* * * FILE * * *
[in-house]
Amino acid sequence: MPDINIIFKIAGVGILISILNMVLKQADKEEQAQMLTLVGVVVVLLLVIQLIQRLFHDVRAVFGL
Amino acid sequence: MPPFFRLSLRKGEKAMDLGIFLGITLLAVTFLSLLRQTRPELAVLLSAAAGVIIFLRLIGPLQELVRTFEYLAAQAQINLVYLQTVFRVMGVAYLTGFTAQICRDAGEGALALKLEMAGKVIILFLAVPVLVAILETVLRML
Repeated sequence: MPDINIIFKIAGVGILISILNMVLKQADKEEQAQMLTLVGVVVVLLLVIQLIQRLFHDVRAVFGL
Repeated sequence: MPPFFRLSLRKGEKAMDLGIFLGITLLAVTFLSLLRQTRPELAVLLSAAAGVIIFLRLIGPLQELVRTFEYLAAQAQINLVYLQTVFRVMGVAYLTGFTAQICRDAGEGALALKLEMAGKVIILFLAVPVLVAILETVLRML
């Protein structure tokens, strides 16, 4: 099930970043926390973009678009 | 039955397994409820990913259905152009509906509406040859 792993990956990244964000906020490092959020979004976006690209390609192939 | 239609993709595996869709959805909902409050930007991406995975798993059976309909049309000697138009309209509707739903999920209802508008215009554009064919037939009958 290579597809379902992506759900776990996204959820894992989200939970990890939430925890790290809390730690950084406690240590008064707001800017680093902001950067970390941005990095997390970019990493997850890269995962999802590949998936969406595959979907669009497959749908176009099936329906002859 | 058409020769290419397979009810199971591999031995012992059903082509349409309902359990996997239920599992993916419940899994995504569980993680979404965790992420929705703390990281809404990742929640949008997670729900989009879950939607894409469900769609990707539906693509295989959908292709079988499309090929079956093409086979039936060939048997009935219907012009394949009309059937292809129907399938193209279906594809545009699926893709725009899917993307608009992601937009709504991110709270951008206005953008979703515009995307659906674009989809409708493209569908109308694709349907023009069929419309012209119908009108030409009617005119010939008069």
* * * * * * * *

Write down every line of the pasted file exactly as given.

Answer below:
[in-house]
Amino acid sequence: MPDINIIFKIAGVGILISILNMVLKQADKEEQAQMLTLVGVVVVLLLVIQLIQRLFHDVRAVFGL
Amino acid sequence: MPPFFRLSLRKGEKAMDLGIFLGITLLAVTFLSLLRQTRPELAVLLSAAAGVIIFLRLIGPLQELVRTFEYLAAQAQINLVYLQTVFRVMGVAYLTGFTAQICRDAGEGALALKLEMAGKVIILFLAVPVLVAILETVLRML
Repeated sequence: MPDINIIFKIAGVGILISILNMVLKQADKEEQAQMLTLVGVVVVLLLVIQLIQRLFHDVRAVFGL
Repeated sequence: MPPFFRLSLRKGEKAMDLGIFLGITLLAVTFLSLLRQTRPELAVLLSAAAGVIIFLRLIGPLQELVRTFEYLAAQAQINLVYLQTVFRVMGVAYLTGFTAQICRDAGEGALALKLEMAGKVIILFLAVPVLVAILETVLRML
């Protein structure tokens, strides 16, 4: 099930970043926390973009678009 | 039955397994409820990913259905152009509906509406040859 792993990956990244964000906020490092959020979004976006690209390609192939 | 239609993709595996869709959805909902409050930007991406995975798993059976309909049309000697138009309209509707739903999920209802508008215009554009064919037939009958 290579597809379902992506759900776990996204959820894992989200939970990890939430925890790290809390730690950084406690240590008064707001800017680093902001950067970390941005990095997390970019990493997850890269995962999802590949998936969406595959979907669009497959749908176009099936329906002859 | 058409020769290419397979009810199971591999031995012992059903082509349409309902359990996997239920599992993916419940899994995504569980993680979404965790992420929705703390990281809404990742929640949008997670729900989009879950939607894409469900769609990707539906693509295989959908292709079988499309090929079956093409086979039936060939048997009935219907012009394949009309059937292809129907399938193209279906594809545009699926893709725009899917993307608009992601937009709504991110709270951008206005953008979703515009995307659906674009989809409708493209569908109308694709349907023009069929419309012209119908009108030409009617005119010939008069």